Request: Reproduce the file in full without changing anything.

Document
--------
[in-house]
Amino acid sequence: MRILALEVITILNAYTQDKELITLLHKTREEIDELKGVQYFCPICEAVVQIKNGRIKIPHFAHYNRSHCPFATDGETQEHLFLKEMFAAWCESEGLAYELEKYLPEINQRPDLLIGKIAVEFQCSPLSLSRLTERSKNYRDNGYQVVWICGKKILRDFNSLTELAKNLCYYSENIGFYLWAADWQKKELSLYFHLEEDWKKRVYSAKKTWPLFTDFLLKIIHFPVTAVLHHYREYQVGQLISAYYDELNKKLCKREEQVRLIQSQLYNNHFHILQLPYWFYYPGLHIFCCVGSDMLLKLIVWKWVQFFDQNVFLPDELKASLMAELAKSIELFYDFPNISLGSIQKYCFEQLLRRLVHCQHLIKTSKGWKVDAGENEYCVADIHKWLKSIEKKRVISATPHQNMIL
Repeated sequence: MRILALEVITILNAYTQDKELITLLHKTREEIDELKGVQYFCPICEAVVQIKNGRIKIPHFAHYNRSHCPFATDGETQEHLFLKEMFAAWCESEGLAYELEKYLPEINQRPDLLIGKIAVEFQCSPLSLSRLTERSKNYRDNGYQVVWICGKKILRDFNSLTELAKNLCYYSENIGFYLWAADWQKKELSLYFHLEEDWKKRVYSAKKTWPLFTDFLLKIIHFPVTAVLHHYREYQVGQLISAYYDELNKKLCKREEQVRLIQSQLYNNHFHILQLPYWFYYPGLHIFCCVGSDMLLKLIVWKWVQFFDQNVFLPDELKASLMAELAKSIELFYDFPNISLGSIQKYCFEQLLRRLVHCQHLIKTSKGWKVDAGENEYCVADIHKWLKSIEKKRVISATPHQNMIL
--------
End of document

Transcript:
[in-house]
Amino acid sequence: MRILALEVITILNAYTQDKELITLLHKTREEIDELKGVQYFCPICEAVVQIKNGRIKIPHFAHYNRSHCPFATDGETQEHLFLKEMFAAWCESEGLAYELEKYLPEINQRPDLLIGKIAVEFQCSPLSLSRLTERSKNYRDNGYQVVWICGKKILRDFNSLTELAKNLCYYSENIGFYLWAADWQKKELSLYFHLEEDWKKRVYSAKKTWPLFTDFLLKIIHFPVTAVLHHYREYQVGQLISAYYDELNKKLCKREEQVRLIQSQLYNNHFHILQLPYWFYYPGLHIFCCVGSDMLLKLIVWKWVQFFDQNVFLPDELKASLMAELAKSIELFYDFPNISLGSIQKYCFEQLLRRLVHCQHLIKTSKGWKVDAGENEYCVADIHKWLKSIEKKRVISATPHQNMIL
Repeated sequence: MRILALEVITILNAYTQDKELITLLHKTREEIDELKGVQYFCPICEAVVQIKNGRIKIPHFAHYNRSHCPFATDGETQEHLFLKEMFAAWCESEGLAYELEKYLPEINQRPDLLIGKIAVEFQCSPLSLSRLTERSKNYRDNGYQVVWICGKKILRDFNSLTELAKNLCYYSENIGFYLWAADWQKKELSLYFHLEEDWKKRVYSAKKTWPLFTDFLLKIIHFPVTAVLHHYREYQVGQLISAYYDELNKKLCKREEQVRLIQSQLYNNHFHILQLPYWFYYPGLHIFCCVGSDMLLKLIVWKWVQFFDQNVFLPDELKASLMAELAKSIELFYDFPNISLGSIQKYCFEQLLRRLVHCQHLIKTSKGWKVDAGENEYCVADIHKWLKSIEKKRVISATPHQNMIL